In the 11-OHD group, one 6-year-old girl with Prader 3 virilization was reared as a boy. He came from a rural area without diagnosis. The parents were farmer and said that if their child gender changes, they will have to leave their village and they will lose their farm and relatives. In spite of psychological effort, they did not accept this change at all. The child had male gender identity so her uterus and gonads were removed by surgery.

Another patient who is a 34-year-old woman has 11-OHD. She had Prader 5 virilization diagnosed at birth. No pediatric surgeon knew how to change the appearance of genitalia at that time. She was referred to a hospital for removing the uterus and ovaries; but because of the war situation of the hospitals, the surgeon mistakenly searched for testes with misdiagnosis of cryptorchidism and ended the operation with suspicion of anorchia without reporting to us. Therefore, she reared as a male until 12 years of age. She went to boy’s school and wore boy’s clothes. She was in good control by hydrocortisone with small normal phallus. At 12 years of age, breast development and one menstruation occurred and surgical report was requested from the hospital that revealed the story. The change of gender was suggested and with the help of parents, the patient accepted to change the gender easily. She was operated and changed to female phenotype that was possible at that time. She got married and she has two children now and is satisfied with her gender.

Another girl who had 11-OHD was reared as a boy. She was ignored for treatment until 6 years of age when Prader 4 of his virilization had progressed to Tanner (13) stage 3 of pseudo puberty and bone age was 11 years. His parents and the child did not accept sex reversal and the surgeon did not accept operation because of large clitoris similar to adult phallus. Therefore, she continued to be a boy so uterus and ovaries were removed. Now, she is 36-years-old, her virilization did not progress, and regressed to some extent because of good control of CAH and not using testosterone properly. She has short stature (147 cm), is depressed, expresses regret, and cannot find an appropriate job. The patient has a younger brother and a sister with the same disorder. They had early diagnosis and early treatment with good compliance and they are satisfied with the selected gender compatible with their karyotype.

4. Discussion

Two of our patients with lipoid adrenal hyperplasia and one patient with 17-OHD had XY karyotype with complete female phenotype and female sex assignment at birth. They have female gender identity despite their karyotype. Therefore, karyotype does not have a role in gender identity. Two girls and one boy from 34 patients with 21-OHD had gender identity opposite to their sex assignment. In the 21-OHD group, the boy with female behavior was on more exposure to androgen in intrauterine life than a normal fetus but he had social contact with boys who abused him. He changed his behavior when understood the sin of this work. One of the girls, who had male gender identity, was in poor control and with bad compliance. Her androgen levels were high. She surprisingly changed her behavior after good control of the disease. In our study, the girls with high stages of Prader scoring had female identity because they were in good control of their disease in spite of high intrauterine exposure to androgen. In fact, hormonal milieu after birth had more effect on gender identity than intrauterine hormones and chromosomal parameters. The control of the disease was very good in the girl with 11-OHD who reared as a boy. When breast development occurred, she accepted to be a girl unbelievably. Perhaps estrogen secretion from ovaries had some effects on her decision. There are a few studies on gender identity in patients with CAH. Slijper et al. (14) studied patients with CAH and found out that deviation of gender role was found in girls with CAH and girls with disorder of sex development. They explained that both social and biological factors such as pre and postnatal hormones and inability of parents to accept their child gender could have an influence on the deviation of sex identity. Lee et al. (15) showed that those extremely virilized 46, XX CAH patients who were reared as male with healthy social support demonstrated satisfactory levels of social and sexual function as adult male. Therefore, they suggest sex assignment of male for such patients when social and cultural environment are supportive. Nevertheless, our patient with Prader 5 virilization, who was reared as a boy and changed to female, is more satisfied with her life than the girl who reared as a boy and kept in male gender. The first one got married and she has two children; she does not need testosterone for being male and she has a normal female life while the second one is disappointed and unsatisfied with her life. In another study by Birnbaum et al. (16), 88% of girls with CAH had total gender identity scores overlapping those of control girls. Some studies show that girls with CAH show increased male-typical play behavior in childhood and sexual un-satisfaction in adulthood (17-20). In these studies, the level of hormonal control of the disease is not described in the patients who had opposite gender identity and the type of surgery is important in sexual satisfaction, as well.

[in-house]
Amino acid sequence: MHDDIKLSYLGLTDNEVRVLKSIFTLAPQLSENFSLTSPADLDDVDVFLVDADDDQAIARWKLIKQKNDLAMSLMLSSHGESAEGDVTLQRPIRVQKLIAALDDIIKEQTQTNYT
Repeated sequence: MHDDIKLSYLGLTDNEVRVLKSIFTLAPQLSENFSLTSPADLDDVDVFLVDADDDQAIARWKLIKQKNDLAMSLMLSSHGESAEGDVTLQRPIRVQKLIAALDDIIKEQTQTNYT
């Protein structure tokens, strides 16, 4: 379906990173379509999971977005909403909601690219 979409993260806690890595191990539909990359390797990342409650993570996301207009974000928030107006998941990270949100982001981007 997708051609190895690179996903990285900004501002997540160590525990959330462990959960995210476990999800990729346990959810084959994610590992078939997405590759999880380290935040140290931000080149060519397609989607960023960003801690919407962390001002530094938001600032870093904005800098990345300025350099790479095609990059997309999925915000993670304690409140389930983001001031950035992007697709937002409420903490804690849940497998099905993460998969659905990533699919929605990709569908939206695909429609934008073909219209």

There are challenges on the time of sex assignment according to gender identity formation because of difficulty of net estimation of its correct time. However, it is suggested that the optimal time for gender identity formation is around 18 to 36 months of age. On the other hand, it is believed that more sex differences in brain structure become apparent in adolescence and during maturity period that depend on sex hormones. In the study on animals, both receptors for male and female genders exist in the brain, and pheromones have an impact on these centers, causing female or male behavior (5). The desire of parents to have a boy or a girl also may have an impact on the child gender identity and they sometimes lead their child to their desire gender as observed in the case of one of our patients. Although in our study there were a few patients with opposite gender identity, every patient has an unusual story that does not occur routinely and makes a good experience for us.